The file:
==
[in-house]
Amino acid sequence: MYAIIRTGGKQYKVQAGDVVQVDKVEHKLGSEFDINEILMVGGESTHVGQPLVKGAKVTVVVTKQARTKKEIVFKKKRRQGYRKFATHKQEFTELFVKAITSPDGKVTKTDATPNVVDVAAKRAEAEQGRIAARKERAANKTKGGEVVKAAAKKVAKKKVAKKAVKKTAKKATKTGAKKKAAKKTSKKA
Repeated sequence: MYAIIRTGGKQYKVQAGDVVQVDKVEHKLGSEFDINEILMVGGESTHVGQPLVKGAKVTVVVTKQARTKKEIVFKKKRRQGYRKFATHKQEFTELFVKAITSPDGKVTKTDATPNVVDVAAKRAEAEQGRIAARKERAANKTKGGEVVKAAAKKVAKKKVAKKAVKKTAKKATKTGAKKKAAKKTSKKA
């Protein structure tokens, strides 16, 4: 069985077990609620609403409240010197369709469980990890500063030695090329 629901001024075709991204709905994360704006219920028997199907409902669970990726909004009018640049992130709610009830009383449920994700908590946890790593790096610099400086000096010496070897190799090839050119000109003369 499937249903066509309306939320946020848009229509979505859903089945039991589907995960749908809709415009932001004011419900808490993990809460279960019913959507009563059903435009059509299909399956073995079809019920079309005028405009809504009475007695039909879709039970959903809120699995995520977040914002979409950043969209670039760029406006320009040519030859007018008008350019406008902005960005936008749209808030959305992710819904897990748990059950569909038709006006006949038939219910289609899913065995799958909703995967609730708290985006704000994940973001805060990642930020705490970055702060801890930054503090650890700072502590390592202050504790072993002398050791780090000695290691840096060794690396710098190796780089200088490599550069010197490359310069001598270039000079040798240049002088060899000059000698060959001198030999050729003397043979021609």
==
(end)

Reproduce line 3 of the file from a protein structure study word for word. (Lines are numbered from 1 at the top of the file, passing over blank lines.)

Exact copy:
Repeated sequence: MYAIIRTGGKQYKVQAGDVVQVDKVEHKLGSEFDINEILMVGGESTHVGQPLVKGAKVTVVVTKQARTKKEIVFKKKRRQGYRKFATHKQEFTELFVKAITSPDGKVTKTDATPNVVDVAAKRAEAEQGRIAARKERAANKTKGGEVVKAAAKKVAKKKVAKKAVKKTAKKATKTGAKKKAAKKTSKKA